I was listening to Martin Seligman at the RSA talking about positive psychology. His discussion of the causes of suicide (a lack of meaning in daily activities) dovetailed with an earlier discussion on the Suicide Paradox from Freakonomics. Two bits that stuck with me from the Freakonomics episode was that suicide rates increase as standards of living rise and that the time from the suicidal impulse to the suicidal action is often as short as two to five minutes.
I know, this doesn’t sound very “happy” so far. The RSA lecture made me look up more of Martin Seligman’s presentations and I came across the TED.
If you can’t be bothered to watch a 15 minute TED, here is what makes for a happy life.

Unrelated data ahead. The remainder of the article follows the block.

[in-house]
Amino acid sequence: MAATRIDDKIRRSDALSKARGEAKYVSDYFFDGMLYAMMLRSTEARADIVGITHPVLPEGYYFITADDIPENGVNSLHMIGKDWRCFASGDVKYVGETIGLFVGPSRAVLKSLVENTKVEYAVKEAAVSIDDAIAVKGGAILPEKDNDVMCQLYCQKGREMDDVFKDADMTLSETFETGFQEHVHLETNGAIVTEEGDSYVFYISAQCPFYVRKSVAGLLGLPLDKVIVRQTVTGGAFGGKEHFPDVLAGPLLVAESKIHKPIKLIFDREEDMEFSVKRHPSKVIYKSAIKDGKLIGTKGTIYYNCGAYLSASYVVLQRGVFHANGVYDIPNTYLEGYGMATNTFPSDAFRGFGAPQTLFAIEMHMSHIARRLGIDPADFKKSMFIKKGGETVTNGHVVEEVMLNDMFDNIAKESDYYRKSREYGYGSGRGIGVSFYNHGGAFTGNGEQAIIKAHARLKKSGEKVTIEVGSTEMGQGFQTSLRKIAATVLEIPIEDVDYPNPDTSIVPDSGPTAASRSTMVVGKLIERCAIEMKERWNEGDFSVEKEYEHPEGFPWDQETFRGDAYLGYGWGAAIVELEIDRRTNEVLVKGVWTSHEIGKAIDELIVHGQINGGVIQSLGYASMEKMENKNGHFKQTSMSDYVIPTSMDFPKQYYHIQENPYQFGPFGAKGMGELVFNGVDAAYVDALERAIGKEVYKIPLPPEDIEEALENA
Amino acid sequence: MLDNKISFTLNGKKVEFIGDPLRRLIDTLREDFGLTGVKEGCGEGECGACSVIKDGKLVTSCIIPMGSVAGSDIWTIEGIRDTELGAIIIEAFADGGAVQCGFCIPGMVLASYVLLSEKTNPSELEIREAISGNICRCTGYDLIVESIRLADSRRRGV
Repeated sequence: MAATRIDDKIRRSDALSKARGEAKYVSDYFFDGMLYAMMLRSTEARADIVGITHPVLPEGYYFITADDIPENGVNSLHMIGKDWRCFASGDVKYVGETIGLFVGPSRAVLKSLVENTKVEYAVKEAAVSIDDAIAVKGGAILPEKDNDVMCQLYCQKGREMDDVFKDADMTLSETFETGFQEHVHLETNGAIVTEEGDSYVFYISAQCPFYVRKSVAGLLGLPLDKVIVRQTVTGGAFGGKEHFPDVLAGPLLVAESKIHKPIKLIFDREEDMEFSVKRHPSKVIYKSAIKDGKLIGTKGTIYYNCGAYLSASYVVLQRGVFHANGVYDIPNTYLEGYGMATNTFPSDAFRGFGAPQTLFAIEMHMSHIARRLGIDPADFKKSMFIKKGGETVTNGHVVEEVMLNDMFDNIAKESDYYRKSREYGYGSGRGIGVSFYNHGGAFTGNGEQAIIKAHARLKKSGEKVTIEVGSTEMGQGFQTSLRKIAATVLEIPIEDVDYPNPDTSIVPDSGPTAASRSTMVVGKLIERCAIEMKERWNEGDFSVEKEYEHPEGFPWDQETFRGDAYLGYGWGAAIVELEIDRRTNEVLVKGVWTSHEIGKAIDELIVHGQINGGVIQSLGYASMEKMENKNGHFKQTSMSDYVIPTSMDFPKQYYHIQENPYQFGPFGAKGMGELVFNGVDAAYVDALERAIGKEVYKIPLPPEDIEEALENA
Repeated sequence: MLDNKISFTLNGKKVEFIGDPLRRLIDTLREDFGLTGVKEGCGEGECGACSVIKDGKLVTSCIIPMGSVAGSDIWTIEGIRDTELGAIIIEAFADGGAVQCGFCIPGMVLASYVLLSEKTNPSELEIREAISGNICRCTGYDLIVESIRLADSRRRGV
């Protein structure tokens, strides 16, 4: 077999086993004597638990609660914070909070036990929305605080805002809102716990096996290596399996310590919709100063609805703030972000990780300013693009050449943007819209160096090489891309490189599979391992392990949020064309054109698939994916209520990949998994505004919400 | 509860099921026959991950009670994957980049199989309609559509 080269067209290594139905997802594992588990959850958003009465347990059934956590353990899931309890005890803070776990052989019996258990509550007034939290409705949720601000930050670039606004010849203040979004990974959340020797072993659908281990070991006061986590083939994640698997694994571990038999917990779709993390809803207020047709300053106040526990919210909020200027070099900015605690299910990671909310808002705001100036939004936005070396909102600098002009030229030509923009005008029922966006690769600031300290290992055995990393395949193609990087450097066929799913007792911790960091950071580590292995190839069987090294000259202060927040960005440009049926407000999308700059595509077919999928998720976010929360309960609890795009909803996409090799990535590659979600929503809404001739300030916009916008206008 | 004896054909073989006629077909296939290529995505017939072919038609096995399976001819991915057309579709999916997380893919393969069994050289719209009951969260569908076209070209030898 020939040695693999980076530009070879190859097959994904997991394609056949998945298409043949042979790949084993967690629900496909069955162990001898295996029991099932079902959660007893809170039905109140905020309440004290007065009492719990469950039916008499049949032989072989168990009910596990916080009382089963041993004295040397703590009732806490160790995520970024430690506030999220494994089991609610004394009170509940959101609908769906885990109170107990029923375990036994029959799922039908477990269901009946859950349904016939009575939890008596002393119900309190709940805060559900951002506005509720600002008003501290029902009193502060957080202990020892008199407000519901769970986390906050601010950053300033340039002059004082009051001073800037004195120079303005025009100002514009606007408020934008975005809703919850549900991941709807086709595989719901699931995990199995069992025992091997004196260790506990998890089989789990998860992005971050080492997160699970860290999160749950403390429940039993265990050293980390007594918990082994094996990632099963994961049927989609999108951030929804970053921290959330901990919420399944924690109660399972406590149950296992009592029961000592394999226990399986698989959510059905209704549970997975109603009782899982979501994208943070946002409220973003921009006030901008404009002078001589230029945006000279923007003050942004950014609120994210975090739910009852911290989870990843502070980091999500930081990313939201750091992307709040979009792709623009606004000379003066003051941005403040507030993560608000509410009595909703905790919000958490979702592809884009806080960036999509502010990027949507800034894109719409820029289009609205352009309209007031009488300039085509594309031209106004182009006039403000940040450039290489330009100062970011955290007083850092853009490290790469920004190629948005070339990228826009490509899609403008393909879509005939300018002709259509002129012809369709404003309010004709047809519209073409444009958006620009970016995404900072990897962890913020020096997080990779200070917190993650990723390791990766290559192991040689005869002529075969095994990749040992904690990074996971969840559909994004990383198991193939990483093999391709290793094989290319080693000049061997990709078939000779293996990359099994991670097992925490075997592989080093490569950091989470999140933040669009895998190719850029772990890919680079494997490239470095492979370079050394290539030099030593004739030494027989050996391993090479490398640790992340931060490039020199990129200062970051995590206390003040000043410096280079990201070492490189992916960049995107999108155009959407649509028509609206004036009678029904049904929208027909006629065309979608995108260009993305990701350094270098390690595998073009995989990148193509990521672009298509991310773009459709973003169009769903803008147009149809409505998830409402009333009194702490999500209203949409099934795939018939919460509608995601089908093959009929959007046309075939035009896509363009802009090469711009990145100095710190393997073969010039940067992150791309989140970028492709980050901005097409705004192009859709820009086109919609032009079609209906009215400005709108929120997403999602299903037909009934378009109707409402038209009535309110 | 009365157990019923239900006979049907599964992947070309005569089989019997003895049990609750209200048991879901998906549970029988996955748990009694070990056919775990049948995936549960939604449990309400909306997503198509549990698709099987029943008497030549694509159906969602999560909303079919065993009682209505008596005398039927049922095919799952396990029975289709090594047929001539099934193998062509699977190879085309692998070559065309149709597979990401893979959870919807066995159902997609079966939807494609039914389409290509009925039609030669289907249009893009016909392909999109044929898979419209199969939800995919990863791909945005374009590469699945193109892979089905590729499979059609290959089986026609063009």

- Meaning (working for a goal larger than oneself), and
- Engagement with others.
- Last, and to minimal extent, is having a pleasurable life.
Now, of course, it is that last item that we spend the majority of our lives chasing.
That is not meant to be glib or deprecating. Taking care of those low level Maslow needs also falls in there: paying rent, figuring out how to send the kids to school, saving enough to not be poor and without health insurance in old age, also can fit into that category. It isn’t pleasure per se however, it is the avoidance of “pain” and it is the search for safety. However, it typically does not give us engagement with others or meaning in our lives.